Why are Sunrises and Sunsets So Colorful?

When the sun is low in the sky at sunrise or sunset, you’re seeing it straight-on through a great distance of atmosphere.

While traversing all that atmosphere, a lot of the blue light that started out in your direction gets scattered into many other directions, so the light that reaches you straight-on is depleted in blue.

Sunlight that is depleted in blue looks red, orange or yellow, depending on what size particles of dust happen to be in the air, and what other colors they are therefore scattering. If that kills the romance, forget that I ever said anything.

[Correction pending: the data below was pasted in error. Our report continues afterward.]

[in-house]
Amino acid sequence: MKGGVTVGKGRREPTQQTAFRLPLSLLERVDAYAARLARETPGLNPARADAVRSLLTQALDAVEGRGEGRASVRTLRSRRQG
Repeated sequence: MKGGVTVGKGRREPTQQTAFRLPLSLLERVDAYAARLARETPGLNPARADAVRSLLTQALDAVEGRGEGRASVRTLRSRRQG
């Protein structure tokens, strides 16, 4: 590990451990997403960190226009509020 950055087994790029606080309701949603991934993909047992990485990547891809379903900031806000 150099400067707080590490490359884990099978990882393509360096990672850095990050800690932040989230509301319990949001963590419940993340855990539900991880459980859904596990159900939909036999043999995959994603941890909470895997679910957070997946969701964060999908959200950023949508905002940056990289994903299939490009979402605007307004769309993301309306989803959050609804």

Make your own sunset.

Add a few drops of milk to a clear glass of water and look through the glass at a light bulb. The bulb will look red, yellow or orange. The light coming to you from the bulb is depleted in blue because of scattering from the tiny casein particles and butterfat globules suspended in the milk.

The exact color that you see depends on the size and concentration of these particles in the water.

About Karen Hill

Karen Hill is a freelance writer, editor, and columnist. Born in New York, her work has appeared in the Examiner, Yahoo News, Buzzfeed, among others.

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